'Pull yourself together, Teddy! Pull yourself together.'
Shutter Island is a film directed by Martin Scorsese from the novel by Dennis Lehane and released in 2010. In 1954, a pair of Federal Marshals investigate the disappearance of a patient from a facility for the clinicly insane which happens to inhabit an imposing island. Trapped overnight by a strong storm, suspicions arise that there may be stronger and more sinister reasons for their visit.
A dramatic score and noir setting immediately sets this film up as a Hitchcock tribute, with some hard-boiled dialogue, hard-nosed investigators in a setting that is dripping with psychological metaphors for abnormal human behaviour.
(spoilers will be needed for any further reading)
The first clue that something may not be right as first presented is right with the opening line, quoted above, following the main protagonist puking in a ferry sink, and then blaming it on the sea outside. 'It's a lot of water!' The ferry itself is first seen emerging from a deep fog as it approaches the island. Soon after, continuity errors within scenes begin, and continue through until the last 20 minutes. A woman holds a glass, the next shot drinking from an empty hand, following by the empty glass set down, but then half-full when she leaves the scene. Dialog overlaps, as speakers seem to jump position mid-sentence. We are watching a story told through the eyes of an unreliable narrator with some reason to fear water, and expressed through film techniques already familiar to those who've seen Adrian Lyne's 1990 film Jacob's Ladder, or Alan Parker's 1987 film Angel Heart. I shudder to think how much Scorsese's long-time film editor Thelma Schoonmaker had to resist correcting purposeful editing errors.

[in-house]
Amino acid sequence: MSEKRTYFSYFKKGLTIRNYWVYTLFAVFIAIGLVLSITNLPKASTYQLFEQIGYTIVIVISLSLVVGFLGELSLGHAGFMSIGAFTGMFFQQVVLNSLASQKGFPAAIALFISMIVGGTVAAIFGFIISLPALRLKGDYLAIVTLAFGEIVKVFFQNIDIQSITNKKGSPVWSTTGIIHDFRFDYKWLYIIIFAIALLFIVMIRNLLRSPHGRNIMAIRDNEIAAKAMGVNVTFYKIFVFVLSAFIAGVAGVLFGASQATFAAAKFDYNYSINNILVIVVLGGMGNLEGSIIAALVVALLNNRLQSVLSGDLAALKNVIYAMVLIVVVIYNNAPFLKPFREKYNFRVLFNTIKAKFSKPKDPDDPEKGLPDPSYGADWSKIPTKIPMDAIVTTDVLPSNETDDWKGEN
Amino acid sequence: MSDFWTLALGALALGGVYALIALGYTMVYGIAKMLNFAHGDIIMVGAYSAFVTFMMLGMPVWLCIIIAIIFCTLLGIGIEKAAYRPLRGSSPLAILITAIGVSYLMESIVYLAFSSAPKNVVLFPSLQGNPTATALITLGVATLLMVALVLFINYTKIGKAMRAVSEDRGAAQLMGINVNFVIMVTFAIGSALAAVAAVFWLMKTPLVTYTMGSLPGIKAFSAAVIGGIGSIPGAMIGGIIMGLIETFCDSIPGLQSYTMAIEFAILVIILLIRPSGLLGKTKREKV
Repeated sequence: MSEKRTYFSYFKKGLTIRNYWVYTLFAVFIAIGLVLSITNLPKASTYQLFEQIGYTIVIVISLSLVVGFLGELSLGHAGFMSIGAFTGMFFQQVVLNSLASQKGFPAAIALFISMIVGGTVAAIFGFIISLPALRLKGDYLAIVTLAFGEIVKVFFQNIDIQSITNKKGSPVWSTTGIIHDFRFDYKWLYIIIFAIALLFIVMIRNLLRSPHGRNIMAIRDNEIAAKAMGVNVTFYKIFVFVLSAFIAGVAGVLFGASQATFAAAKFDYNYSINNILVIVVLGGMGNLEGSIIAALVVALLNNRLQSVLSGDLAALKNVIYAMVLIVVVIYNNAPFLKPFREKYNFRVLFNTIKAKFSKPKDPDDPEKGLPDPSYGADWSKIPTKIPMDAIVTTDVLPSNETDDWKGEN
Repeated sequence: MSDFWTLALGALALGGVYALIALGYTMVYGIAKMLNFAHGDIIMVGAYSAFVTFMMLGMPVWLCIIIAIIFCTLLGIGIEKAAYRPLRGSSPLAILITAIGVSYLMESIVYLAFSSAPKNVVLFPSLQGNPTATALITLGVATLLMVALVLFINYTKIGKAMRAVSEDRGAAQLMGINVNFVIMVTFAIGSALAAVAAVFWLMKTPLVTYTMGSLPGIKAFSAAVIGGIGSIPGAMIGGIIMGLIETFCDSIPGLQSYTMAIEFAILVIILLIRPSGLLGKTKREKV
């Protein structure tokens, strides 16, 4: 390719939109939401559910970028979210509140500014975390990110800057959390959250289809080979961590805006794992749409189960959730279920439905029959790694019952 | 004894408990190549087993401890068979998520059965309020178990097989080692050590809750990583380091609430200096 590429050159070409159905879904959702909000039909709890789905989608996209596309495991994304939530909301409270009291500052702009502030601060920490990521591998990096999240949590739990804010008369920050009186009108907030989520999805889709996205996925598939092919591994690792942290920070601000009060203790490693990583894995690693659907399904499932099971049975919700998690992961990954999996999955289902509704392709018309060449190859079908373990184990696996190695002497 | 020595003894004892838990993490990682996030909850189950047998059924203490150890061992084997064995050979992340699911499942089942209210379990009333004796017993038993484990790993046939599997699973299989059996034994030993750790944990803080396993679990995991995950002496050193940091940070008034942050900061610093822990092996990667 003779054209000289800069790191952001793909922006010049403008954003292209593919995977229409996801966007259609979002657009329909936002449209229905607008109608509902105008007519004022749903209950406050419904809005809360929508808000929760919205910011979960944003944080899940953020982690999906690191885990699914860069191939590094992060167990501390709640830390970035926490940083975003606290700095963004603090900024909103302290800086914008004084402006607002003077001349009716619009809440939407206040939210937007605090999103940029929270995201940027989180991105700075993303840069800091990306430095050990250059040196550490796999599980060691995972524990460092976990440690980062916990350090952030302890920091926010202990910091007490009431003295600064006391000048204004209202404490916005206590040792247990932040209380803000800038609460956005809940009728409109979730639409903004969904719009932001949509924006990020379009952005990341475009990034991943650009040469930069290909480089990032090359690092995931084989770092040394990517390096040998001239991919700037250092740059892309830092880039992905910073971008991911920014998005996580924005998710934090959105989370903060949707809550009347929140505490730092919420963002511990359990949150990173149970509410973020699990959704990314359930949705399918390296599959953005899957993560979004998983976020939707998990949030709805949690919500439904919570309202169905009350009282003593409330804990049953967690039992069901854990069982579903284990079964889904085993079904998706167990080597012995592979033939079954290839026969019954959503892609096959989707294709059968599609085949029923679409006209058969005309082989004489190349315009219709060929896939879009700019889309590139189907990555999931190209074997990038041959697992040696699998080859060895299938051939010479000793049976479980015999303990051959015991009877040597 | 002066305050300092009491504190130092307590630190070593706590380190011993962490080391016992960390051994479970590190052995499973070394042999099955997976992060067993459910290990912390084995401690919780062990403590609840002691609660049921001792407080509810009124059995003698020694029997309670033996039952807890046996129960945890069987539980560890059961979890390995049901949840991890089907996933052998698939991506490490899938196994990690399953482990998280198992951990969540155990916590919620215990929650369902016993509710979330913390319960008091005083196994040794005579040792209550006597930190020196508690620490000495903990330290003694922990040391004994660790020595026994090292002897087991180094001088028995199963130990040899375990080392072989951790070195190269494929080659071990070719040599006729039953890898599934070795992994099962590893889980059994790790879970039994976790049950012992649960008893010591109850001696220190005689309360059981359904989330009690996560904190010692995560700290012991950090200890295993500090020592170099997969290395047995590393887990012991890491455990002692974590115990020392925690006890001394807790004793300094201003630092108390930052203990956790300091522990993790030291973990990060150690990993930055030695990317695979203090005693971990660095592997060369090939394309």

By the time of the big reveal, there are a few plotholes not quite sucessfully filled, but dark themes and some strong performances from many of the players over-ride this problem. Teddy's memories of Dachau, and of the fate of his family are particularly well-done by lead Leonardo DiCaprio; notice should also be given to Mark Ruffalo's protective partner, Patricia Clarkson as one of the Rachels and Jackie Earle Haley in a very disturbing prison scene.
This is a fine dramatic thriller, with some familiar film genres twisted in clever and reflective ways. It is worth watching just to admire the setting, score and performances, but also as a filmmaking lesson in knowing the rules in order to break them.
Directed by Martin Scorsese
Leonardo DiCaprio as Edward "Teddy" Daniels
Mark Ruffalo as Chuck Aule
Ben Kingsley as Dr. John Cawley
Max von Sydow as Dr. Jeremiah Naehring
Michelle Williams as Dolores Chanal